After a few days, when we children were at home, a woman stranger unexpectedly stepped into our house and said, You must have had a terrible time, but you must not hold a grudge against Americans. You girls will grow up from now on. If you have hate in your mind, you cannot grow to be healthy. Give thanks for your health and don't think much of this bombing. Think that this is war. If you resent America, it will do harm on you. She talked emphatically so that we would always remember and went out. Recollecting her now, I think she might have been a religious activist.
One day, I saw many two-wheel carts passing, four sides of which were covered. Some days later, other two-wheel carts passed by again. Without intending to, I saw many feet stuck upward out of those carts; some were wearing shoes, some clogs, or others rubber-soled socks with the big toe separate. Some were wearing them on both feet, others one foot. The sturdy men were pulling those carts, looking angry with fiery eyes. Another day, a thin, pale man was pulling the last cart rumbling. He was wearing a big straw hat, looking like he was enduring sorrow, heat and stench. My father said to me, Don't look at other people's misfortune. I was absent-minded and when I was told that the people wearing shoes were dead, I was so surprised. The people, who had died enduring suffering, were being carried piled up in the carts with their heads downward and their feet upward. I felt so sorry for them. Even after days passed, such carts passed, making a rattling sound. In a moment, I wondered where they would be disposed, but I decided not to think about it. For one year after the bombing, people in Nagasaki City cremated their family members or acquaintances at the site, where houses had been demolished to prevent the spread of fire, and the cremation smoke and stench lingered around.
The national elementary school started again, and my friends told me, I didn't know if it was true or false, that on those leaflets the words, Japan is a good country, a country of paper. A country of ashes on August, 9. were written. Years later, my mother died in her fifties. She was an A-bomb survivor, exposed to the A-bombing within one kilometer from the hypocenter, and we, her children, had her name added to the A-bomb victims list in the cenotaph a long time after her death. My mother developed cancers in the organs all over her body, and it cost her a lot to get hospitalized at Kyushu University Hospital. My sister worked hard to pay for it. I heard that in those days we didn't have medicine in Nagasaki to apply on injured people. Flies laid eggs on the festered wounds, which grew up into maggots. People dipped cotton into juice of the Japanese pickled plums and Japanese basil and applied it on their burns. I heard that there were A-bomb survivors who were still sick in bed. I asked their attenders what food they gave for meals. They answered that people from Goto, Nagasaki, often gave water used to boil squid in order to remove toxins from the body, and people from Okayama gave only unsalable peaches. I remember we were made to drink tea of persimmon leaves, which was not very tasty. At that time, many survivors suffered from skin diseases, which were not easily cured. Even though one boil was cured, another appeared in a different place. The root cause of this disease was so deep that it took over one month to cure one boil.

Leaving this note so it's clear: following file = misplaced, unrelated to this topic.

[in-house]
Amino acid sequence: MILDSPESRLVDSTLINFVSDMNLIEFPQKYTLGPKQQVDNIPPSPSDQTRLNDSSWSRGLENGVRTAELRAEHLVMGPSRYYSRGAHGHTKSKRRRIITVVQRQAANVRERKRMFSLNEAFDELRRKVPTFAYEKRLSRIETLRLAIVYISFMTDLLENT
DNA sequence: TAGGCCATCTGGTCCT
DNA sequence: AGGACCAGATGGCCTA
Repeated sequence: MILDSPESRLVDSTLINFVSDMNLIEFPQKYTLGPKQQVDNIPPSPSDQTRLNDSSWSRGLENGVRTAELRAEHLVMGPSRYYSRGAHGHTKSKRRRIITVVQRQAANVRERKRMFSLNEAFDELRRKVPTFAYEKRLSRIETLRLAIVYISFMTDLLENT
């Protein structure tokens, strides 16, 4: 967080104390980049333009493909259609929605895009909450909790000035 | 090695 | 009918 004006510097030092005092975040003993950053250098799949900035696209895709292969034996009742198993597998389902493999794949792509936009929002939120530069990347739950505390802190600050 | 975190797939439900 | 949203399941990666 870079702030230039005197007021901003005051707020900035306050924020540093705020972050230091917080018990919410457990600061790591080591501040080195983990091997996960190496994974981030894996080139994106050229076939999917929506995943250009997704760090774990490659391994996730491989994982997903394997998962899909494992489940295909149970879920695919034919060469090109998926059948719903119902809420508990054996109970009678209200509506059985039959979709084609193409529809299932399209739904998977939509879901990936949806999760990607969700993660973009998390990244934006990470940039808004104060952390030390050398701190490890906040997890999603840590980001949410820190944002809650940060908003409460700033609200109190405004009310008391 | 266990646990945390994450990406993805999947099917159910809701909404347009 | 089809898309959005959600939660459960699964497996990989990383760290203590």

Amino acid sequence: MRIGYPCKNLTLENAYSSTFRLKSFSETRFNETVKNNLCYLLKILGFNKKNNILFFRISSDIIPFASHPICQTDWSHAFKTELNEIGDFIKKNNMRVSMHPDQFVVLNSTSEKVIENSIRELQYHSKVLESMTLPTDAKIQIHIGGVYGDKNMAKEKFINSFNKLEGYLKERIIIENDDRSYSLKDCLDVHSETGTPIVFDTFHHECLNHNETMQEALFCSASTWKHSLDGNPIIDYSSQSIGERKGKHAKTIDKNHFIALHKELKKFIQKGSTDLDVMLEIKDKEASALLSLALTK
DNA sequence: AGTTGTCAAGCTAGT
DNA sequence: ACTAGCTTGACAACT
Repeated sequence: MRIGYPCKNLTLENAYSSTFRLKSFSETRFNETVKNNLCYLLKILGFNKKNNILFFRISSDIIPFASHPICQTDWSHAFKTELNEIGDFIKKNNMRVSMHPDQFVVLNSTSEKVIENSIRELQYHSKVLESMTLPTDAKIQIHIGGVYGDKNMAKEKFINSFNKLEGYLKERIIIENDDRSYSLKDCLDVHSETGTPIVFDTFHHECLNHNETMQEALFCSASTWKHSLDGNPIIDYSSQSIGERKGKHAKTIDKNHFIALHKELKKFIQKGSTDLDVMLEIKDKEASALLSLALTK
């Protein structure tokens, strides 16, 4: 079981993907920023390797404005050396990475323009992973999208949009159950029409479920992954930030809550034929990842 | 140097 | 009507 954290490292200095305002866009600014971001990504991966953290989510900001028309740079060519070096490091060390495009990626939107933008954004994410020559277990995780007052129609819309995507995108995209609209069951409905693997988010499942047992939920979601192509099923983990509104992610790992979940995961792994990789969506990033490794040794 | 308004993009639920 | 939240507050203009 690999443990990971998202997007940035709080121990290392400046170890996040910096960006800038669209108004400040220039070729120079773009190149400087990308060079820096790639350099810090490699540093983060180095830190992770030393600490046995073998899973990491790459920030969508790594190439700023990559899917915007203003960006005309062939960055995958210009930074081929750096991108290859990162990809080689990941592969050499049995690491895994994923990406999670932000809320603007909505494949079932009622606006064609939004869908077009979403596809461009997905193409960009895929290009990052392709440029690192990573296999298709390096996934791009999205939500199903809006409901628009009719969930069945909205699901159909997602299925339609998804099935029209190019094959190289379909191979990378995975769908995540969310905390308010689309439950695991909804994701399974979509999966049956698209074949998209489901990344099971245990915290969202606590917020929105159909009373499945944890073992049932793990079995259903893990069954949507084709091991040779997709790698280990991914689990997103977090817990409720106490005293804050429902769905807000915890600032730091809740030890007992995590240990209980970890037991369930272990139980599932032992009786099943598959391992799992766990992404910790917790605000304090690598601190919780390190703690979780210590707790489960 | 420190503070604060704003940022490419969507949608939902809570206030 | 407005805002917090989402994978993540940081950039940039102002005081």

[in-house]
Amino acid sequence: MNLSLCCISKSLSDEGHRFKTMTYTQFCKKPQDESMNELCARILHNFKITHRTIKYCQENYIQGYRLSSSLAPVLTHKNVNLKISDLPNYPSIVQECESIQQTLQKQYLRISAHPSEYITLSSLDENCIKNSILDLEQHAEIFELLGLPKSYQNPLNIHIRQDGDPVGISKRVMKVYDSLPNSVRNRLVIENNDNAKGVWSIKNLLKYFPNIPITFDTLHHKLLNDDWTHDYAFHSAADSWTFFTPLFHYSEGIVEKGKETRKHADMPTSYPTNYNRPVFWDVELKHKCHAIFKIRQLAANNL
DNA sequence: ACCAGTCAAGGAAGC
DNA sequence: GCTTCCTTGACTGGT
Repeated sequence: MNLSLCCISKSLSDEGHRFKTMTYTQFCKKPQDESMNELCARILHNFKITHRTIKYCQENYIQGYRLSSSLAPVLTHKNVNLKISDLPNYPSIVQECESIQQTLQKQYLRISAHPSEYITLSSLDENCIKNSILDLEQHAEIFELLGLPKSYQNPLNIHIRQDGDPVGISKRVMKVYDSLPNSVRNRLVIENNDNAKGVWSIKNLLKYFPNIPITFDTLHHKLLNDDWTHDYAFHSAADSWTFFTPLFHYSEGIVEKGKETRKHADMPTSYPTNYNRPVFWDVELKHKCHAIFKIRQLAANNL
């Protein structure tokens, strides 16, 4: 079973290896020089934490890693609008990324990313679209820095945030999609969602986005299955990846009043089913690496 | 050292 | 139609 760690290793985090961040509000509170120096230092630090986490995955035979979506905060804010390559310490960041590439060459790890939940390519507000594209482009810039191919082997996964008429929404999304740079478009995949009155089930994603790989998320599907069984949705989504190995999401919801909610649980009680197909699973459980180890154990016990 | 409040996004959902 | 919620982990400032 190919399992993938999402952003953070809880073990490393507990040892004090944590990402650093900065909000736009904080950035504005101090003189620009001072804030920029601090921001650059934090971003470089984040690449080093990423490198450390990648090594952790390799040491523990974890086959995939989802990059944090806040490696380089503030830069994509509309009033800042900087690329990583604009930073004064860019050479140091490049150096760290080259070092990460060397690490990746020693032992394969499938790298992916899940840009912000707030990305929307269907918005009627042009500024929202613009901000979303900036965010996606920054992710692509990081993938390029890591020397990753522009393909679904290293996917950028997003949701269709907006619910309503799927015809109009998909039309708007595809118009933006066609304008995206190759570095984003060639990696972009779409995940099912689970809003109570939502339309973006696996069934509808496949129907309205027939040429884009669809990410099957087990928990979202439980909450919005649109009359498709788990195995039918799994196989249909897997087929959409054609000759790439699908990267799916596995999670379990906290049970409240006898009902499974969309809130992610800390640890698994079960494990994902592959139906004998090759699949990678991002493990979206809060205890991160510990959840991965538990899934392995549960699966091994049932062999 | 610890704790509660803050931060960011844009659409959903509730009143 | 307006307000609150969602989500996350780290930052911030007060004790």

Gods, Buddha, parents, siblings, or everyone around me, I thank you for what I am. When I recall my A-bomb experiences, I dream of them, so I don't want to write or speak again. Please think that this is the last time in my life I will write about my experiences. I wonder if this is helpful, but this is my memory of those days.
(This is the letter sent us in 2014.)